Wall Funeral Home, Inc. v. StaffordAnnotate this Case
165 S.E.2d 532 (1969)
3 N.C. App. 578
WALL FUNERAL HOME, INC., Original Plaintiff, and Continental Insurance Company, Additional Plaintiff, v. W. L. STAFFORD, Jr., Guardian ad Litem for Jimmie Lee Holmes and Bertha Smith, Original Defendants, and John Doe, Additional Defendant.
Court of Appeals of North Carolina.
February 5, 1969.
*533 Hudson, Petree, Stockton, Stockton & Robinson, by J. Robert Elster and John M. Harrington, Winston-Salem, for original plaintiff appellee.
Womble, Carlyle, Sandridge & Rice, by Jimmy H. Barnhill, Winston-Salem, for original defendant appellants.
Appellant's sole assignment of error is addressed to the court's allowing plaintiff's motion to strike his cross action. Appellant, an original defendant in this tort action, has attempted to set up a cross action for contribution under G.S. § 1-240. (Since this action was commenced prior to 1 January 1968, G.S. § 1B-8 is not applicable; see §§ 3½ and 4, Ch. 847 of the 1967 Session Laws.) By this means he seeks to bring in as an additional defendant a person alleged by him to be a joint tort-feasor but whose identity he does not yet know, designating such person as "John Doe." Appellant relies on G.S. § 1-166, which provides that when the plaintiff is ignorant of the name of a defendant, he may designate such defendant by any name and later amend his pleadings to insert the true name when it is discovered. However, G.S. § 1-166 does not, at least by express language, apply to authorize a defendant to cross-plead against an unknown additional defendant, and G.S. § 1-240, which is applicable to this case, contains no provision permitting a cross action for contribution against an additional defendant designated only by a fictitious name. With regard to seeking contribution prior to judgment, G.S. § 1-240 provides that the original defendant "may, upon motion, have the other joint tort-feasors made parties defendant," and there is no reason to suppose that the Legislature intended in such cases that the additional parties defendant might be fictitious or anything other than real defendants.
The obvious purpose of G.S. § 1-166 is to provide a plaintiff a means to toll the statute of limitations when he does not yet know the proper designation of the defendant. No comparable necessity exists when a defendant desires to pursue a cross action for contribution against an unknown joint tort-feasor under G.S. § 1-240, since the statute does not begin to run on the claim for contribution until judgment has been recovered against the first tort-feasor. Godfrey v. Tidewater Power Co., 223 N.C. 647, 27 S.E.2d 736, 149 A.L.R. 1183. (See, G.S. § 1B-3(c) for the time within which an action to enforce contribution must be commenced in cases controlled by G.S., Chap. 1B.)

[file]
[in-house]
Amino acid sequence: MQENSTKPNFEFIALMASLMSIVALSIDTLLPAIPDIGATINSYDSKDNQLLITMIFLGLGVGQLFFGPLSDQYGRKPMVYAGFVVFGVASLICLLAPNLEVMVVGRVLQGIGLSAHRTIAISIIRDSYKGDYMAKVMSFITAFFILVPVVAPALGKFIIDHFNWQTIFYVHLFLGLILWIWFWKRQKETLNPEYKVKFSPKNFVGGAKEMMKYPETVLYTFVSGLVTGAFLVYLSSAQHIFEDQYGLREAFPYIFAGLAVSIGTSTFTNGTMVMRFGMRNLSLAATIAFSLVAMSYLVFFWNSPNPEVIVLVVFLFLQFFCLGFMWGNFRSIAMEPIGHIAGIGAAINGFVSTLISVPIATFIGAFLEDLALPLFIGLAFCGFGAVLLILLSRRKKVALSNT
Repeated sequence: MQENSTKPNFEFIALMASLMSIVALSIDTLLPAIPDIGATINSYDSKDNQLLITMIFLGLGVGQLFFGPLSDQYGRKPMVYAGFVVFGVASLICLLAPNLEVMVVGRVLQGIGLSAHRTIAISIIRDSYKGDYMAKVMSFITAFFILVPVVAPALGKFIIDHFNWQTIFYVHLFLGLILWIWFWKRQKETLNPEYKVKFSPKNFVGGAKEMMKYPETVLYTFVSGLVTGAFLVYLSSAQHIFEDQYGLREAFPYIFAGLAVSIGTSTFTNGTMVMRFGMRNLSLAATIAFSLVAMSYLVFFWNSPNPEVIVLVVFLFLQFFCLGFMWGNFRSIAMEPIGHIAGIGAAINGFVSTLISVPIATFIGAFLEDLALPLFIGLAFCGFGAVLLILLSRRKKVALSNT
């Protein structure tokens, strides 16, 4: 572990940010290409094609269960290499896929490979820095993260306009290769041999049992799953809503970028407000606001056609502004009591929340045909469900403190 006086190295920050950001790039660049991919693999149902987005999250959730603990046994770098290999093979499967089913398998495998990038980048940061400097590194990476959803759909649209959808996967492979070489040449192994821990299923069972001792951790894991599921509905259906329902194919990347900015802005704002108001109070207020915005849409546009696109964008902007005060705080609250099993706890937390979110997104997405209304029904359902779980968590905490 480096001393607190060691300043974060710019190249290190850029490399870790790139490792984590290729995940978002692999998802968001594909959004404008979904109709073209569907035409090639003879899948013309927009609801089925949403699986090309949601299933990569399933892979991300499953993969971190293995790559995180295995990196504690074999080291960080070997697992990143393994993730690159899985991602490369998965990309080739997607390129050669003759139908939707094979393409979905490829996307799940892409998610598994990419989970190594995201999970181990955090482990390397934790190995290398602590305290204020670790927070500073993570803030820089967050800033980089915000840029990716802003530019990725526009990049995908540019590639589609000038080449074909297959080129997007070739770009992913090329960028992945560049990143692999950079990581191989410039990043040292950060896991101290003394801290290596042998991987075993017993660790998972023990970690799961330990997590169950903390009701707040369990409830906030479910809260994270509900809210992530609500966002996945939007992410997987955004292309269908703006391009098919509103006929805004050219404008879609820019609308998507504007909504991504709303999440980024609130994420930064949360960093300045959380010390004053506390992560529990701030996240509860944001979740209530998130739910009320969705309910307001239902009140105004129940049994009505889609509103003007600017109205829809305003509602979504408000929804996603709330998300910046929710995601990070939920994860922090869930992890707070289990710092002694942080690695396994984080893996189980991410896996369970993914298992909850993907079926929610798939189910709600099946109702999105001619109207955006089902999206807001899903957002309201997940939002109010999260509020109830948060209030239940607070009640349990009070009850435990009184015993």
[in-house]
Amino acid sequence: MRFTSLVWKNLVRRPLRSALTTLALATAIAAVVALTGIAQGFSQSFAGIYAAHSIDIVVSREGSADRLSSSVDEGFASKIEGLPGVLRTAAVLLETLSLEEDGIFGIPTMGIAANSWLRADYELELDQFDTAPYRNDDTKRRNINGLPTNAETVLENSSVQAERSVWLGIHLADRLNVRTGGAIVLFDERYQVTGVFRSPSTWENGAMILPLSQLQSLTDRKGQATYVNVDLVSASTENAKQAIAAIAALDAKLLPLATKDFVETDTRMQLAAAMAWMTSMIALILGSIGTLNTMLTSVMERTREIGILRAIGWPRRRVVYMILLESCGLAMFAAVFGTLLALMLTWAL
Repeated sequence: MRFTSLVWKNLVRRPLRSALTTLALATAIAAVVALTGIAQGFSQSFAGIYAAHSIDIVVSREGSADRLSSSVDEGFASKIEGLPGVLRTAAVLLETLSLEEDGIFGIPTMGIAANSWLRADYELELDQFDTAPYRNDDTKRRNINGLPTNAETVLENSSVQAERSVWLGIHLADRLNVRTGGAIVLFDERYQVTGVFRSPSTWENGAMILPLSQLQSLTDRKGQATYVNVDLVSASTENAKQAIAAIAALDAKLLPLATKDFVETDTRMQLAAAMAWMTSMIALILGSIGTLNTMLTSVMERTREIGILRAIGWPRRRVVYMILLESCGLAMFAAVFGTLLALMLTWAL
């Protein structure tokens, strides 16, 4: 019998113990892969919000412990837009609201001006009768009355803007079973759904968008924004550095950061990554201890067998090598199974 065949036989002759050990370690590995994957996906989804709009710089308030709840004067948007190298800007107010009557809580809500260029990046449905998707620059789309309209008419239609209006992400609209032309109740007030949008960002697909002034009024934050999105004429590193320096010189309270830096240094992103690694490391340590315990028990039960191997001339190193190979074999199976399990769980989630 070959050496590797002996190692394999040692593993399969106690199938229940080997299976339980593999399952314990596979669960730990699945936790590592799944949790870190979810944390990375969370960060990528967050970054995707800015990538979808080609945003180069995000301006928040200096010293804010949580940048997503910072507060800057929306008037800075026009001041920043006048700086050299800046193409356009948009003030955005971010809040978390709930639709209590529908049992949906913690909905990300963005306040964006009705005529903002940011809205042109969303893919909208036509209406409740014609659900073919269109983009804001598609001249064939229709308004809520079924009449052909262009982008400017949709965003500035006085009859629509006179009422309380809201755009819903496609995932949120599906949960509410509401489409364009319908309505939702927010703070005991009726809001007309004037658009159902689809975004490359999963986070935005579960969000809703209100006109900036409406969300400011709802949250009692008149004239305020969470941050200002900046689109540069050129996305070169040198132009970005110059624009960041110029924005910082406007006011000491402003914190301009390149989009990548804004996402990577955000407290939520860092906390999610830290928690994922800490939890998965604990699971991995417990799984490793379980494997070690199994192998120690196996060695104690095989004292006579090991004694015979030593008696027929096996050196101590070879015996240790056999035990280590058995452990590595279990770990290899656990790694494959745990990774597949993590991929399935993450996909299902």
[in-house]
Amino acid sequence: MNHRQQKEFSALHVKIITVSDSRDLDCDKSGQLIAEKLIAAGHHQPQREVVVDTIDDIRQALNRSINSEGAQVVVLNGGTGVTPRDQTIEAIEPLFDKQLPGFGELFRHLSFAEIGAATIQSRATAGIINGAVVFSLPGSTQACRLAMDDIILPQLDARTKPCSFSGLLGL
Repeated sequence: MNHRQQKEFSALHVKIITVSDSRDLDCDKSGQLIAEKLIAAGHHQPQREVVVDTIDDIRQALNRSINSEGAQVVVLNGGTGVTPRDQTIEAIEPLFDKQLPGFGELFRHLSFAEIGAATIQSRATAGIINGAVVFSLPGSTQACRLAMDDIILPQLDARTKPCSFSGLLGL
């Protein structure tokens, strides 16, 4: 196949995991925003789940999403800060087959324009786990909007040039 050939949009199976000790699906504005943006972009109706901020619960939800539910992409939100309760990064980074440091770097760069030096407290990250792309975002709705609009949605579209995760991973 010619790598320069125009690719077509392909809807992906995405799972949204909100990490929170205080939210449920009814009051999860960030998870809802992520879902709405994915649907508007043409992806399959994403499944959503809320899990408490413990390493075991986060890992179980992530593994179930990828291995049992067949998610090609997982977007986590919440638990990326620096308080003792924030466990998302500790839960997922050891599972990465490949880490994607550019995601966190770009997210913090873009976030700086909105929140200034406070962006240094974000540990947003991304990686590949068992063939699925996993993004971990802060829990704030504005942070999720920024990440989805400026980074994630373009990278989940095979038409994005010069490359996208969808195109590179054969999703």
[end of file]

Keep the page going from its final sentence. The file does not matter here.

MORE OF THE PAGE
While neither the express language nor the purpose of G.S. § 1-166 would seem to make it applicable to the situation here presented, even if we stretch the language of that statute sufficiently to make it apply to this case, nevertheless, the order here appealed from should be affirmed. Appellant has failed to show he has been in any way prejudiced. In any event he could not have recovered contribution from "John Doe" until he learned John's true identity and served process upon him in person; nor was he entitled to delay trial of the action while he continued to *534 search for the real "John Doe;" and even after entry of the order striking his cross action, if prior to trial he should be so fortunate as to find the real "John Doe," he may at that time still move to have him made an additional party defendant.
The burden is on appellant not only to show error, but that the alleged error was prejudicial and amounted to the denial of some substantial right. 1 Strong, N.C. Index 2d, Appeal and Error, § 46, p. 190.
MALLARD, C. J., and BRITT, J., concur.